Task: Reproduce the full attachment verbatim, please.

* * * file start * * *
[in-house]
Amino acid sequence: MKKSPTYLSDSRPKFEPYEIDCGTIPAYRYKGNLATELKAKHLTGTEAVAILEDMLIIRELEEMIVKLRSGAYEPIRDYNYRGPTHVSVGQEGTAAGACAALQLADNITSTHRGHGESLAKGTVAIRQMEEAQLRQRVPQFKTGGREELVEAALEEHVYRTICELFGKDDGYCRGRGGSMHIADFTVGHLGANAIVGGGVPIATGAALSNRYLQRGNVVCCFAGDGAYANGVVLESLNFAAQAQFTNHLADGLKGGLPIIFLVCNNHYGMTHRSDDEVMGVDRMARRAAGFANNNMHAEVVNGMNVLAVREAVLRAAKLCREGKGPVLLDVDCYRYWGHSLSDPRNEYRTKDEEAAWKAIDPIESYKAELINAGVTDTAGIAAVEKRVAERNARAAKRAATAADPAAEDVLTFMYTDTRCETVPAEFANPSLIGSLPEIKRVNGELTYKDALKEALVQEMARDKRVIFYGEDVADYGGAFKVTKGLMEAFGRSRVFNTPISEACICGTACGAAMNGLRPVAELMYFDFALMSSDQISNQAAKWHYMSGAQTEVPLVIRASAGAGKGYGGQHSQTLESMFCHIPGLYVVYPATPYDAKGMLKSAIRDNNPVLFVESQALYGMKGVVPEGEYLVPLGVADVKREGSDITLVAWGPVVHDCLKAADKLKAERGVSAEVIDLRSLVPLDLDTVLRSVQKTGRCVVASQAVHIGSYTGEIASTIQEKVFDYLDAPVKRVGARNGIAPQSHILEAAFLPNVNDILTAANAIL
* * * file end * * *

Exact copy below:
[in-house]
Amino acid sequence: MKKSPTYLSDSRPKFEPYEIDCGTIPAYRYKGNLATELKAKHLTGTEAVAILEDMLIIRELEEMIVKLRSGAYEPIRDYNYRGPTHVSVGQEGTAAGACAALQLADNITSTHRGHGESLAKGTVAIRQMEEAQLRQRVPQFKTGGREELVEAALEEHVYRTICELFGKDDGYCRGRGGSMHIADFTVGHLGANAIVGGGVPIATGAALSNRYLQRGNVVCCFAGDGAYANGVVLESLNFAAQAQFTNHLADGLKGGLPIIFLVCNNHYGMTHRSDDEVMGVDRMARRAAGFANNNMHAEVVNGMNVLAVREAVLRAAKLCREGKGPVLLDVDCYRYWGHSLSDPRNEYRTKDEEAAWKAIDPIESYKAELINAGVTDTAGIAAVEKRVAERNARAAKRAATAADPAAEDVLTFMYTDTRCETVPAEFANPSLIGSLPEIKRVNGELTYKDALKEALVQEMARDKRVIFYGEDVADYGGAFKVTKGLMEAFGRSRVFNTPISEACICGTACGAAMNGLRPVAELMYFDFALMSSDQISNQAAKWHYMSGAQTEVPLVIRASAGAGKGYGGQHSQTLESMFCHIPGLYVVYPATPYDAKGMLKSAIRDNNPVLFVESQALYGMKGVVPEGEYLVPLGVADVKREGSDITLVAWGPVVHDCLKAADKLKAERGVSAEVIDLRSLVPLDLDTVLRSVQKTGRCVVASQAVHIGSYTGEIASTIQEKVFDYLDAPVKRVGARNGIAPQSHILEAAFLPNVNDILTAANAIL